FCC's IP Decision Might be Good for Providers and Bad for Business

By Russell Frisby

On August 6, 2015, in a series of rulings and tentative decisions that will afford telecommunications providers more flexibility in transitioning to IP networks while at the same time may serve to impose unanticipated costs on business customers, the Federal Communications Commission (FCC) adopted two Orders and a Further Notice of Proposed Rulemaking (FNPRM) in its IP Technology Transitions proceeding. The orders dictate the rules that telecommunications providers must follow before they will be allowed to retire their copper telephone lines.

In the FNPRM, the FCC is seeking comment on the standards and procedures which should be followed when providers seek to discontinue, reduce or impair service. Since the rulings were approved subject to "editorial privileges" it is unclear when they will be released and whether the FCC will make further changes.

Copper Retirements
The FCC, in a 3-to-2 vote and with strong dissents, is requiring that business customers receive three months' advance notice of plans to retire copper lines. Providers would retain flexibility to retire copper networks in favor of newer facilities without prior FCC approval so long as no service is discontinued, reduced or impaired in advance. It is unclear whether the FCC will let providers continue to engage in the practice of de facto copper retirement by ceasing to maintain copper lines. While the FCC's decision is positive for providers, there appears to be no recognition of the unanticipated costs which might be imposed upon business customers in terms of higher rates, and the possible need to make software and equipment upgrades and changes.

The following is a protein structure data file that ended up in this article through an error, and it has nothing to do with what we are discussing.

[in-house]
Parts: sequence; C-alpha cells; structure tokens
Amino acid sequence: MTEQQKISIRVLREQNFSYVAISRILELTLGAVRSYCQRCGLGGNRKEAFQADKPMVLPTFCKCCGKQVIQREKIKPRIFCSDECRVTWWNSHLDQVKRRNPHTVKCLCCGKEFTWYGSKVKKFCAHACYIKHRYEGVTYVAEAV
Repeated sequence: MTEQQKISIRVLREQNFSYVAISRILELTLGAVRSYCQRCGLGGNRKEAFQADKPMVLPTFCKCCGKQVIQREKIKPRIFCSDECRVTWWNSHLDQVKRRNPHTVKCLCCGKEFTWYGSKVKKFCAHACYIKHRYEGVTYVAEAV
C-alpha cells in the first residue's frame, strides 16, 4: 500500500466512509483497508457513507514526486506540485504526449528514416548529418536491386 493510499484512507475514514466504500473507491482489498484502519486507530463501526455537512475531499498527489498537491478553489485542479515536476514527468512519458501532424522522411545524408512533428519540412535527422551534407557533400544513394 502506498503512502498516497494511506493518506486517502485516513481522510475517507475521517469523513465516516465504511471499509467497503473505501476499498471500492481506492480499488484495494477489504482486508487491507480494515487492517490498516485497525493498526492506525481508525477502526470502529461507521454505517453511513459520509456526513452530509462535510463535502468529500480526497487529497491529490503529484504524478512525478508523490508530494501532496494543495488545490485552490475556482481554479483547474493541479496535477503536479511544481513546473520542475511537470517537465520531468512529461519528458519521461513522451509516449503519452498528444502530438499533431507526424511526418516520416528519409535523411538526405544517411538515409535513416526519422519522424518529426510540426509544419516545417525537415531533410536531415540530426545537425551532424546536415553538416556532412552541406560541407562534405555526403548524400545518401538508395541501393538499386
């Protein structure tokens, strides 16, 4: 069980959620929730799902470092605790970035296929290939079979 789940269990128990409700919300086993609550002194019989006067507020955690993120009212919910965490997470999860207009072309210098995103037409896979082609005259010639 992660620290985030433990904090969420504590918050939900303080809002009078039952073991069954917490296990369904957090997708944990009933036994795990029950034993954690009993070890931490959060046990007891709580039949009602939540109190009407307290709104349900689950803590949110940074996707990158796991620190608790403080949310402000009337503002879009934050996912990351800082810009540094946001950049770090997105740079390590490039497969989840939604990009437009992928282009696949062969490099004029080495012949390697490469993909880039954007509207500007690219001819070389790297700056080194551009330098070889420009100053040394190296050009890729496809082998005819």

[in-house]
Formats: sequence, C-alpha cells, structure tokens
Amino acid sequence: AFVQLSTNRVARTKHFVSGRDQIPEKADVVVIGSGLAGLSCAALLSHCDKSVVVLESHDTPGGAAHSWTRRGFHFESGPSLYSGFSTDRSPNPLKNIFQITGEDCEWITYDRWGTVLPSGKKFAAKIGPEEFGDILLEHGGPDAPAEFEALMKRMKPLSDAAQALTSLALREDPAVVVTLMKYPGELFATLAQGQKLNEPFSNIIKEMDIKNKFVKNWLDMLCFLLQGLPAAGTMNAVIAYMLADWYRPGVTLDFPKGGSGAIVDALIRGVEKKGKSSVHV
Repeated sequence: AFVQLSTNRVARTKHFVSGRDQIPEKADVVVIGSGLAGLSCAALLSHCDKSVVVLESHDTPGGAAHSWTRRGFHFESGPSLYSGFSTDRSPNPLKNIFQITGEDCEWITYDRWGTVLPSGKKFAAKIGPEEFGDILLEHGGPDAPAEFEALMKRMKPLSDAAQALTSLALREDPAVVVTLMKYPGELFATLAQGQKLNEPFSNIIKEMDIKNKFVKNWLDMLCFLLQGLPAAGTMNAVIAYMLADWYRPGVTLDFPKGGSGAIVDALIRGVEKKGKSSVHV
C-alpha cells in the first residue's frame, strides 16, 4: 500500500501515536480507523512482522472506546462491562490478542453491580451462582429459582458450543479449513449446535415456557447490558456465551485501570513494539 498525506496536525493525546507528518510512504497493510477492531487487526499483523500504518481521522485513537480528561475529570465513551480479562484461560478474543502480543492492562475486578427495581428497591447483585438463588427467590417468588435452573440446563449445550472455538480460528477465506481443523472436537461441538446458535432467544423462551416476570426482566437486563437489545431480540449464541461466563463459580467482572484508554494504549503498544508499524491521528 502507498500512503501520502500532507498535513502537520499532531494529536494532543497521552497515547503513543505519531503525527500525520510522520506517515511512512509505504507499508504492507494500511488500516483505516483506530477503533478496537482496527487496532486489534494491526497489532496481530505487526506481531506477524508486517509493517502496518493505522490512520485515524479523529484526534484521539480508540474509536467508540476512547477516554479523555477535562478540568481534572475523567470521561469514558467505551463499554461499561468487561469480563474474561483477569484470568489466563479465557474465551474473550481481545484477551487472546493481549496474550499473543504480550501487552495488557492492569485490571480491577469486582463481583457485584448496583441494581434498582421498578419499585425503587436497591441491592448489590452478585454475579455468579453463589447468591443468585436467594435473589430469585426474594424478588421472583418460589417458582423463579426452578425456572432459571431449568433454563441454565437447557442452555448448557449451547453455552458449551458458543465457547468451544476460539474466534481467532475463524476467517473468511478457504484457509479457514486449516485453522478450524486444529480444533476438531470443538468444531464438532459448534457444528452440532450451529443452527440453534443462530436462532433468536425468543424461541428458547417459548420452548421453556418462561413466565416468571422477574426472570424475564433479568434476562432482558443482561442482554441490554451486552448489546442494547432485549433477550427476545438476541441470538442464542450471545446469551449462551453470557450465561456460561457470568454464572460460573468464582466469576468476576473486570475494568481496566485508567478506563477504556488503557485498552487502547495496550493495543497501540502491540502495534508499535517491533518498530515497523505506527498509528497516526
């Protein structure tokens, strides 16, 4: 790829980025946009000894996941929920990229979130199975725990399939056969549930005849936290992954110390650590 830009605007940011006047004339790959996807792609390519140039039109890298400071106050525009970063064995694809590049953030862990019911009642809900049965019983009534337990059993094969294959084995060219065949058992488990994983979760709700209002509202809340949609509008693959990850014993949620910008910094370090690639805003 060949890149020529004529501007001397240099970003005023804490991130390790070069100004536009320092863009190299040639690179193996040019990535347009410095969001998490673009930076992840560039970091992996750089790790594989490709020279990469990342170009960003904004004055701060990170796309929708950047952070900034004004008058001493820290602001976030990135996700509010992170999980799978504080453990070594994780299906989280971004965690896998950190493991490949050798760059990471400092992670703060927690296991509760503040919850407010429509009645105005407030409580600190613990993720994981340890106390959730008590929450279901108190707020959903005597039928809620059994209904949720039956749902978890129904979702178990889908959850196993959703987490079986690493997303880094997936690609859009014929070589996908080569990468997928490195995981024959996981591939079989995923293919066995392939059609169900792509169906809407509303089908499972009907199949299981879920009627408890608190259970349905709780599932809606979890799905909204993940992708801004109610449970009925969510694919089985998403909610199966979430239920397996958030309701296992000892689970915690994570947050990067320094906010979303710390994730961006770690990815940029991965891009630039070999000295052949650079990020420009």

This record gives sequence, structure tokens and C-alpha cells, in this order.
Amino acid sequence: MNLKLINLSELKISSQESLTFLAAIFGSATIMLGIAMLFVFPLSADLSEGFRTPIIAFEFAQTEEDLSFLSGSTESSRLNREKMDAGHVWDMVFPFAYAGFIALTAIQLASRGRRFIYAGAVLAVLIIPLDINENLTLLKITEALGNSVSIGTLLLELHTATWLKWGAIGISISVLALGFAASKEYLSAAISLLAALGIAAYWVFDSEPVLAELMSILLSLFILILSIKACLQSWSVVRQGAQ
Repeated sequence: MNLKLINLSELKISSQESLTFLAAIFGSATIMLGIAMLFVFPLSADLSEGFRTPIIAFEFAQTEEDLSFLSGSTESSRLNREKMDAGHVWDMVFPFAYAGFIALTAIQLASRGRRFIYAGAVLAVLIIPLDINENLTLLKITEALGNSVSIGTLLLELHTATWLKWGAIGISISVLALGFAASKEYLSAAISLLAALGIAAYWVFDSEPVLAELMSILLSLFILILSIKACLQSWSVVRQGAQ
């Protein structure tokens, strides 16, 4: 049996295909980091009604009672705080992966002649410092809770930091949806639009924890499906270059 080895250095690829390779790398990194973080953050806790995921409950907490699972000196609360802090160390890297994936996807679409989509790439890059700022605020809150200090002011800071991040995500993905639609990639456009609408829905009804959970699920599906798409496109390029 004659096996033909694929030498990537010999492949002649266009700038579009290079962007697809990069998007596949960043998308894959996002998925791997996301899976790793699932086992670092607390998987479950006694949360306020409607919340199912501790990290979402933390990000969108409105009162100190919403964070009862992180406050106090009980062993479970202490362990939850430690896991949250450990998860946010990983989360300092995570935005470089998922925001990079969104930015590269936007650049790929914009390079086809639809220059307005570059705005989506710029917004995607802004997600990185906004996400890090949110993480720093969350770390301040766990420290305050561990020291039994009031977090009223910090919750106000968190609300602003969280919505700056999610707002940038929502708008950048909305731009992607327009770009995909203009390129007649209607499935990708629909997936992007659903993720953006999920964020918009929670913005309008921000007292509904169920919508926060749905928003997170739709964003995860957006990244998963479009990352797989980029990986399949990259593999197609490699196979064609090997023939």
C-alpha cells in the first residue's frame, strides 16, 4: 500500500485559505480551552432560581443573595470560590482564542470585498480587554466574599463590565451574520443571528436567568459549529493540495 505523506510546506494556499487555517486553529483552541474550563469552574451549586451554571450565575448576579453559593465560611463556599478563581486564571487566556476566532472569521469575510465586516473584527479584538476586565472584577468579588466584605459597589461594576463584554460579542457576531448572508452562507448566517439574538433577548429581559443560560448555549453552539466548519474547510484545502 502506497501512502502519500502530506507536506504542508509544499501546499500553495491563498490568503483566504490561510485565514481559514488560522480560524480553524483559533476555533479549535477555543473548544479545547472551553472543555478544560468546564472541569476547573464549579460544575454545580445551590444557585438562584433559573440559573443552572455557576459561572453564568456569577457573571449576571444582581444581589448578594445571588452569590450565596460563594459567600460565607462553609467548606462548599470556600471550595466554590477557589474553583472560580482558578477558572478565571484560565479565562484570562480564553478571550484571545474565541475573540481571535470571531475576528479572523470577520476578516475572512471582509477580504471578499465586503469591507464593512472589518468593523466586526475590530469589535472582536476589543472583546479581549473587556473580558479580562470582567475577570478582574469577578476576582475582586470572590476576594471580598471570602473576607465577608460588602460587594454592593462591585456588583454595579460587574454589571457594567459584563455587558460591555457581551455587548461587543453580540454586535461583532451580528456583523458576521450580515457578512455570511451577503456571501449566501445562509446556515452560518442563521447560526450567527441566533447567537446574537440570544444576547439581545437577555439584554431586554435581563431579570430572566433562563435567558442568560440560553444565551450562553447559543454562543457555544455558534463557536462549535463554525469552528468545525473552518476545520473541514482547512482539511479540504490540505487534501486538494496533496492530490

Service Discontinuances
Although Section 214 of the Communications Act requires providers to receive FCC approval before discontinuing, reducing or impairing service, the agency has never codified the criteria used to evaluate and compare replacement and legacy services. In the FNPRM, the commission tentatively concludes that both consumers and industry would be served by clarifying these standards, and seeks comment on criteria, which include:

  • Support for 911 services and call centers
  • Network capacity and reliability
  • Quality of both voice service and Internet access
  • Interoperability with devices and services, such as alarm services and medical monitoring
  • Access for people with disabilities, including compatibility with assistive technologies
  • Network security in any IP-supported network that is comparable to the legacy network
  • Coverage throughout the service area, either by the substitute network or via service from other provider
  • Plan for outreach to affected consumers

What Does This Mean For You?
The FCC's actions are positive for telecommunications providers because they now have great flexibility as they transition from analog to IP networks. However, the FCC could still seriously constrain provider options by imposing onerous conditions on providers as a condition of receiving Section 214 approvals.
Many businesses may be in for a big surprise given that large customers are already complaining about the significant and unexpected costs which have been imposed upon them as a result of copper retirements and service discontinuances. Under these circumstances, it will be important for all those affected to understand the complexities of the FCC's decisions and to follow the ongoing federal proceeding. Consequently, to the extent that they have not already done so, both providers and business customers must begin to plan for this new future from both an operational and legal perspective.

For more information on the FCC’s IP decision or to discuss how this will affect your company's business, please contact Russell Frisby, William Gotlieb, William Syverson or your usual Stinson Leonard Street LLP attorney.

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